Consequently, though occasional arbitration may be necessary, human society requires no universal infrastructure to regulate its basic human relationships. It has no need for a legislature, a judiciary or a police force. So why do almost all societies today have these?

The answer is: to maintain a regime which actively creates and sustains unfair inequality.

Fifty families live together in a community. Each has its own fair share of the land. Winter is approaching. Each has a sustainable plantation of trees growing on its own land. Each cuts an appropriate amount of wood for winter fuel. Each is warm that winter.

Fifty families live together on a noble estate. All the land belongs to the noble landlord. A forest is growing on the land. It produces enough wood increase each year to provide adequate fuel for all who live on the estate. The landlord employs some of the people living on his estate to cut his wood for winter fuel. In return for their labour, the landlord allows them some of the wood for their winter fuel. The rest of his wood harvest he sells to his king for profit to build warships to subjugate foreign lands.

But the landlord only needs to employ those of working age from 10 of the 50 families. He does not require the labour of the others. None of the 50 families owns any land. The nobleman's predecessor confiscated it two generations ago under an 'Enclosures Act' enacted by a parliament comprising his elite peers. The 40 families therefore have no means of acquiring their winter fuel legally. They do not own the trees from which it may be cut. They are unable to earn money with which to buy it.

This is wrong. Conscience tells those of working age in the 40 unemployed families that they are obliged to provide warmth for themselves and their dependants that they may survive the winter. Conscience outweighs law. Therefore they will endeavour to 'steal' the wood from the landlord's forest. The landlord and his peers wish to protect their forests - and their profits. They therefore institute a legal infrastructure to enact, expedite and enforce laws against what they claim is 'stealing'.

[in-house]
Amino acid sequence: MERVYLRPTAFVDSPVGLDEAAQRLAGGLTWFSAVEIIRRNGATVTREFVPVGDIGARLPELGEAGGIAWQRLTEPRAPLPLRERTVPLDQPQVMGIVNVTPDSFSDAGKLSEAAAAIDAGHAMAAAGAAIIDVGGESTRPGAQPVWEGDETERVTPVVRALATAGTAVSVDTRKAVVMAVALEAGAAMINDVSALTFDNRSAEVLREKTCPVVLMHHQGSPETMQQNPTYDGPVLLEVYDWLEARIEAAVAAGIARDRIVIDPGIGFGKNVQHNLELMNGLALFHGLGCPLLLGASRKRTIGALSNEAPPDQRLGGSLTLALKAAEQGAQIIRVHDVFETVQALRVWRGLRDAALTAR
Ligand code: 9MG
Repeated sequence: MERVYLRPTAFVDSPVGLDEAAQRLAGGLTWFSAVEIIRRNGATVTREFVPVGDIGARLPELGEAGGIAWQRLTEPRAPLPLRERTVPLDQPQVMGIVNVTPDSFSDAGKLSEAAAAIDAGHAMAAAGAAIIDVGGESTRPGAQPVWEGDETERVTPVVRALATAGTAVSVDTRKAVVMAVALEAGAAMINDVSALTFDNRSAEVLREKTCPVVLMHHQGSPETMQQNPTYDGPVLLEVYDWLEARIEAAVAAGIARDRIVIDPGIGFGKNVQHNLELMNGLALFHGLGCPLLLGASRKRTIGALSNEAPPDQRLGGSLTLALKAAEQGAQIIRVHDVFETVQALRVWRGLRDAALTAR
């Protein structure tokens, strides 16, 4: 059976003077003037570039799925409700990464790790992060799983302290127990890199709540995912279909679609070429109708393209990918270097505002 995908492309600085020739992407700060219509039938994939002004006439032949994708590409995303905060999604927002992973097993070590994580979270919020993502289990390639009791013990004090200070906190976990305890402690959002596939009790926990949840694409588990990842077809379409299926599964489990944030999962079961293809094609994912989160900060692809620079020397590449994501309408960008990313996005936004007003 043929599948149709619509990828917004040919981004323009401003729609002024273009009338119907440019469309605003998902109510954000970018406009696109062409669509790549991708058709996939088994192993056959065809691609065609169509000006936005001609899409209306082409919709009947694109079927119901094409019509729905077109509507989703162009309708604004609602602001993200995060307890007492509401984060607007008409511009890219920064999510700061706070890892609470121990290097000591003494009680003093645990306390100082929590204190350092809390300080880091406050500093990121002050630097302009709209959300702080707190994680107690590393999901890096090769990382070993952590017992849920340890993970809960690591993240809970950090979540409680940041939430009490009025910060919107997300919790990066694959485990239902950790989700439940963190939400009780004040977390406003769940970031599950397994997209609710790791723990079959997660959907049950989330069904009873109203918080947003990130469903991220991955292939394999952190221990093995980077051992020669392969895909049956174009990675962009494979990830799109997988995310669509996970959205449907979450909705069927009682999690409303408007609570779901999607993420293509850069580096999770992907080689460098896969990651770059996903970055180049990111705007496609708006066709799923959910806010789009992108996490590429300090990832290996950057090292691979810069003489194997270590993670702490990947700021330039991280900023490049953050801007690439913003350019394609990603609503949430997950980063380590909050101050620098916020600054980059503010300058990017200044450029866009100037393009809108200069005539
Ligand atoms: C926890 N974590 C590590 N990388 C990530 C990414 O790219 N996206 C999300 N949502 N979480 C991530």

The 40 unemployed families are left with a simple choice: they must either steal or freeze. Equally, they must either steal or starve. Conscience outweighs law, so they steal. They steal so they are punished. They live under oppression and in poverty. Or they die. Eventually, the landlord realises that if he does not provide for those he has economically excluded, sooner or later he will be facing the stark spectre of popular insurrection. He and his peers therefore institute alms - a miserly pittance to keep those without land or work just short of the threshold of insurrection.

Ultimately, the landlord becomes the State with its formal system of law and all-encompassing means of enforcement. But its purpose is still the same:

To facilitate and enforce
the ordered and peaceful
containment and exploitation
of the poor by the rich,
the weak by the strong,
the honest by the devious,
the many by the few.

That is what it is designed to do. That is what it is observed to do.


Parent Document | © July 1996 Robert John Morton | [wealth of nations note]